Choppiness Index

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Chop Chop, Make it Stop 

We’ve got a fascinating little jewel this week.  We uncovered, discussed, and examined it a while ago but plonked it on the back burner and feel that now the time is ripe for bringing it into the light.  This blog will be a little longer than usual because of the inherent nature of the indicator.  What makes it fascinating is that it doesn’t really fall into a specific category by definition.  Are you mildly intrigued, tantalized, and captivated yet? 

Do You Belong Here? 

So, how can an indicator not fall into a category?  Great question.  It will become clear once we describe what it does and put up the screenshots. This indicator bears the name Choppiness Index, and we tested it as a volume indicator.  But, it’s not really a volume indicator by definition, so let’s consider it a volatility indicator.  Let’s look at the math for a moment… 

100 * LOG10(SUM(ATR(1), x) / (MaxHi(x) – MinLo(x))) / LOG10(x)

where x = Choppiness Period

LOG10(x) is base-10 LOG of x

ATR(1) is the True Range (Period of 1)

SUM(ATR(1), x) is the Sum of the True Range over past x bars

MaxHi(x) is the highest high over past x bars 

It has logarithmic functions, which by definition are inverse function to exponentiation, a multiplier, Average True Range (our favorite), and a comparative relationship.  What we don’t see is any reference to actual volume; tick or trades. 

Using Math from the 1600s 

Does anybody use logarithmic functions in their daily lives?  I actually did for celestial navigation, gleaned from old tables.  Fun times.  Another story for another time. Before we go any further, watch the technical analysis of the indicator, then continue on. 

The Choppiness Index was developed by Australian commodity trader Bill Dreiss and highlighted in his article, “The Fractal Wave Algorithm, Charts And Systems” published in the July/August 1992 edition of Commodity Traders Consumer Report.  Even though it’s slightly older than our 1996 cutoff date, we think it still has merit and might make for an interesting indicator to include in your trader’s toolbox. The first instance we could find of this concept coded for MT4 was in 2011…and it can be found in a histogram version as well.  We’ll stick with the single line for this blog. 

One Way Street 

We discovered it was used in more than one way.  Some professed using it as a single line cross, and others swore it was better as a multi level oscillator.  We chose to test it as a single line cross because the signals are more clear and easier to apply to the overall decision-making process.  We’ll show both versions.  Ultimately, how you use it is up to you.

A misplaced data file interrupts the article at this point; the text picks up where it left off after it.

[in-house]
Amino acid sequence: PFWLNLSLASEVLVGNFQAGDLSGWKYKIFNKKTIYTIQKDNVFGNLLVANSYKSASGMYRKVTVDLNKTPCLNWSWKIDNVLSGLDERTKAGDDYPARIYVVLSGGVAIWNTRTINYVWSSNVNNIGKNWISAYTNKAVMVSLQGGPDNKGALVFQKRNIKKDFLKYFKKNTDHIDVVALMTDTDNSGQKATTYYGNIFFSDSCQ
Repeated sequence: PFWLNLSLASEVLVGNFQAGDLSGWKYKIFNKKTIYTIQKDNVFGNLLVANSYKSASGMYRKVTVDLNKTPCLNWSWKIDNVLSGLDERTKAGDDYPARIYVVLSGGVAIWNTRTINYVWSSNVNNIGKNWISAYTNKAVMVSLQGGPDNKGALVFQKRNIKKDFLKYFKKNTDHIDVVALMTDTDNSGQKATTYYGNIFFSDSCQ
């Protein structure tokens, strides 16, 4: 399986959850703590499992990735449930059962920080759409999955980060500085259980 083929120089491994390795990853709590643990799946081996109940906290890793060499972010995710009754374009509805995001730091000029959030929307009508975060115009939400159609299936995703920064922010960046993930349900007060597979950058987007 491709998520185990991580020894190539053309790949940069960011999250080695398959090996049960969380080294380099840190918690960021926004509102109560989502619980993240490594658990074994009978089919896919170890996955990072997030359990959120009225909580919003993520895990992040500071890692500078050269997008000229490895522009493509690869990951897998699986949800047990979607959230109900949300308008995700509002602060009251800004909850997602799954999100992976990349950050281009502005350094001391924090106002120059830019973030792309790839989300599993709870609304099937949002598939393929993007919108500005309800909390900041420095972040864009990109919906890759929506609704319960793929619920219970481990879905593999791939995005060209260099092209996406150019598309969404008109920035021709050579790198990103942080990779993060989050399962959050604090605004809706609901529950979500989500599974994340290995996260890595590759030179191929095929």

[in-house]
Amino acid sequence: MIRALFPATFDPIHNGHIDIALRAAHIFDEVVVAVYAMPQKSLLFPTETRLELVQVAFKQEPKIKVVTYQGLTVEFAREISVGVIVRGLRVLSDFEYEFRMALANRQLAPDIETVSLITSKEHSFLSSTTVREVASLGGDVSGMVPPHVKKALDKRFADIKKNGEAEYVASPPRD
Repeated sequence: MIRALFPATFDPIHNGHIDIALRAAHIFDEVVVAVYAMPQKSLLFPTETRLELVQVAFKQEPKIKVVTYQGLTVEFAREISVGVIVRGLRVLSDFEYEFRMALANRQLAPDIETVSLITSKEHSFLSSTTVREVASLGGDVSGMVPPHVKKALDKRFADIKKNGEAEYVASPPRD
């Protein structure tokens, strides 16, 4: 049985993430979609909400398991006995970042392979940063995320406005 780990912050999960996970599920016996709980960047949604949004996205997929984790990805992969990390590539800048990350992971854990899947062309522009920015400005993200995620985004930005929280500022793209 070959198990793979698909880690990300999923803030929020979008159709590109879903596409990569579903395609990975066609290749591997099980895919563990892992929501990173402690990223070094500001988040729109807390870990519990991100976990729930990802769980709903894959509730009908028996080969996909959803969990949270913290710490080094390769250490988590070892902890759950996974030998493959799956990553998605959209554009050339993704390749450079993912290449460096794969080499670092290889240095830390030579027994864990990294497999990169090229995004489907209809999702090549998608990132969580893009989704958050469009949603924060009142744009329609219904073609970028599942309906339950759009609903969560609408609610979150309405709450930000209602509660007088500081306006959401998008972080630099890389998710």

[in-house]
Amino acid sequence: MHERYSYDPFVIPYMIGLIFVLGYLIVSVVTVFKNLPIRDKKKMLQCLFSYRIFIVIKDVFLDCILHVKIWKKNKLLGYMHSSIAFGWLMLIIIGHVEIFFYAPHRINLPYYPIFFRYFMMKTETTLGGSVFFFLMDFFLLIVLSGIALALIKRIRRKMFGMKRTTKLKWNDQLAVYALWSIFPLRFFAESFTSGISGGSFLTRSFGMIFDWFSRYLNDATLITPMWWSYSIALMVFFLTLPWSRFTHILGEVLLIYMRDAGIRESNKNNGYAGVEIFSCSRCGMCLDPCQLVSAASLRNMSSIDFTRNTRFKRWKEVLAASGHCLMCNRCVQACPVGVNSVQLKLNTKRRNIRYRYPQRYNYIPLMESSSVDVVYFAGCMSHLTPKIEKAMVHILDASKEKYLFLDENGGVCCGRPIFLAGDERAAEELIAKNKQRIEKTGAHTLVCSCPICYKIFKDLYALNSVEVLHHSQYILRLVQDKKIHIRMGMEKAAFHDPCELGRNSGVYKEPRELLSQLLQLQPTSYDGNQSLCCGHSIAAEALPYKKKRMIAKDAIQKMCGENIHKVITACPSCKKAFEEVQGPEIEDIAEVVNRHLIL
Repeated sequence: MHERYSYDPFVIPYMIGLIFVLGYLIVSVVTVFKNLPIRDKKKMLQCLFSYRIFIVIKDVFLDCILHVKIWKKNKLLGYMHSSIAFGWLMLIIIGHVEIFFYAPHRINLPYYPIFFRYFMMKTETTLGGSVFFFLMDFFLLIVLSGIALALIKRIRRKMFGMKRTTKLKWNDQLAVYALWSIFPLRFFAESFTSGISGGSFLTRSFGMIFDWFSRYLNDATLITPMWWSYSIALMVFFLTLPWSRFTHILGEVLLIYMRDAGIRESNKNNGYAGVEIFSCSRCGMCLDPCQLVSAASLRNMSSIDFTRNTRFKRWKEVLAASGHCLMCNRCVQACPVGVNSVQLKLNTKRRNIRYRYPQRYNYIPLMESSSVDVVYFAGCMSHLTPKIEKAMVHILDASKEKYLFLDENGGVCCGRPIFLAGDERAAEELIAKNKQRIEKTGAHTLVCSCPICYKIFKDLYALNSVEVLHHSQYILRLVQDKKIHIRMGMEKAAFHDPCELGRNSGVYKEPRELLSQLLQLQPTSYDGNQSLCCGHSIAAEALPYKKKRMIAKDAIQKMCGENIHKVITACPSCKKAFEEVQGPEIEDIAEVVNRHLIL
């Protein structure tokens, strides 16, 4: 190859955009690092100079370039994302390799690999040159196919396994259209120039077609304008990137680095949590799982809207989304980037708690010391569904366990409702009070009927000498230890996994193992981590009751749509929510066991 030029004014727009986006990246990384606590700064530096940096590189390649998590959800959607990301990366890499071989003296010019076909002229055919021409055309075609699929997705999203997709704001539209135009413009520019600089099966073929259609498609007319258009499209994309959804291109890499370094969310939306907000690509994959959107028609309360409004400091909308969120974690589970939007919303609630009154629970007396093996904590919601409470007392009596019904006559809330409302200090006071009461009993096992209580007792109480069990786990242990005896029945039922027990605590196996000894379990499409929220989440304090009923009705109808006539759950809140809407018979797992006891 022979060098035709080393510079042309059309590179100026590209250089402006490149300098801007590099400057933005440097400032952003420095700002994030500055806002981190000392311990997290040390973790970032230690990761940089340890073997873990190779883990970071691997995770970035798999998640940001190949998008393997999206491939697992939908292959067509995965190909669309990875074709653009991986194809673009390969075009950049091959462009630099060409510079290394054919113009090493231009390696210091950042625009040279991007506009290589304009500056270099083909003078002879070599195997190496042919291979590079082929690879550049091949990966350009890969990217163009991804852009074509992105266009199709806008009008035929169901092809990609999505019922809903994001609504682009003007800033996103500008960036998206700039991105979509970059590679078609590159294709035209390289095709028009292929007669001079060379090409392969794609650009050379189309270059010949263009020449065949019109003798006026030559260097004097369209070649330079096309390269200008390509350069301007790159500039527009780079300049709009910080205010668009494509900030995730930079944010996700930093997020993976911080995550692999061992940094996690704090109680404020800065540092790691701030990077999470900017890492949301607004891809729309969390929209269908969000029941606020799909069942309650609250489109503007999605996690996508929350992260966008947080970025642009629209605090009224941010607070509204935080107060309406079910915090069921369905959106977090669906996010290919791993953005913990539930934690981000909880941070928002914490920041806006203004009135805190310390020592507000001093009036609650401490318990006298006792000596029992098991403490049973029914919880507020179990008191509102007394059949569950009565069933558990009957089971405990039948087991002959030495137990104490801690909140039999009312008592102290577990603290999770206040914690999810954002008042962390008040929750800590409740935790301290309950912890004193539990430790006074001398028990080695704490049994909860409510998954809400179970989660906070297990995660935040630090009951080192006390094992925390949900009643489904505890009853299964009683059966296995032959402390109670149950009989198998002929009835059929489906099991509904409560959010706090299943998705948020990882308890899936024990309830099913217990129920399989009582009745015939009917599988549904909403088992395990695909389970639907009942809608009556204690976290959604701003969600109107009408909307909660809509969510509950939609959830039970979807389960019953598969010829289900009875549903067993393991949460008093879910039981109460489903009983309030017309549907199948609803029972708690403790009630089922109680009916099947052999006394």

Chop Suey 

As mentioned, we chose the line version of this indicator instead of the histogram.  We thickened the signal line and changed it to a brighter color, then added a single (midline) level.  By the way, the midline level is not a fixed value, meaning that it will change depending on current market conditions.  We’ll talk about that more later.  Candles are white, per our usual process and procedure.

Now comes the fun part.  And there are a few things we need to discuss.

What it Does

The Choppiness Index gets price data and attempts to determine if the market is trending or not.  If the signal line is BELOW a certain threshold (level), then it is considered trending.  If the signal line is ABOVE a certain threshold (level), then the market is considered to be in a non-trending state.  It is not buy or sell, it is a “yes” or “no”…just like a volume indicator.

How we tested it.

We treated it as a volume indicator, and therefore needed to compare it to something.  We chose the lowly SMA (Simple Moving Average).  What we did is use default values for both the SMA and the Choppiness Index to get baseline values.  Then we tweaked both those values to see if we could get something better.  The slick thing about testing this indicator is that you can change your baseline from an SMA to one of many others to find out if that combination works better.

About a Midline

As previously mentioned, the midline is just an average of the upper and lower levels (added) and then divided by 2.  Occasionally, you may have to change the level, but trading on the daily time frame prevents anything from happening so quickly that you risk missing anything significant.  On our example, the upper range is 72.5 and the lower range is 27.7.  Added together, you get 100.2 and divided by 2, the final result is 50.1…or just “50”.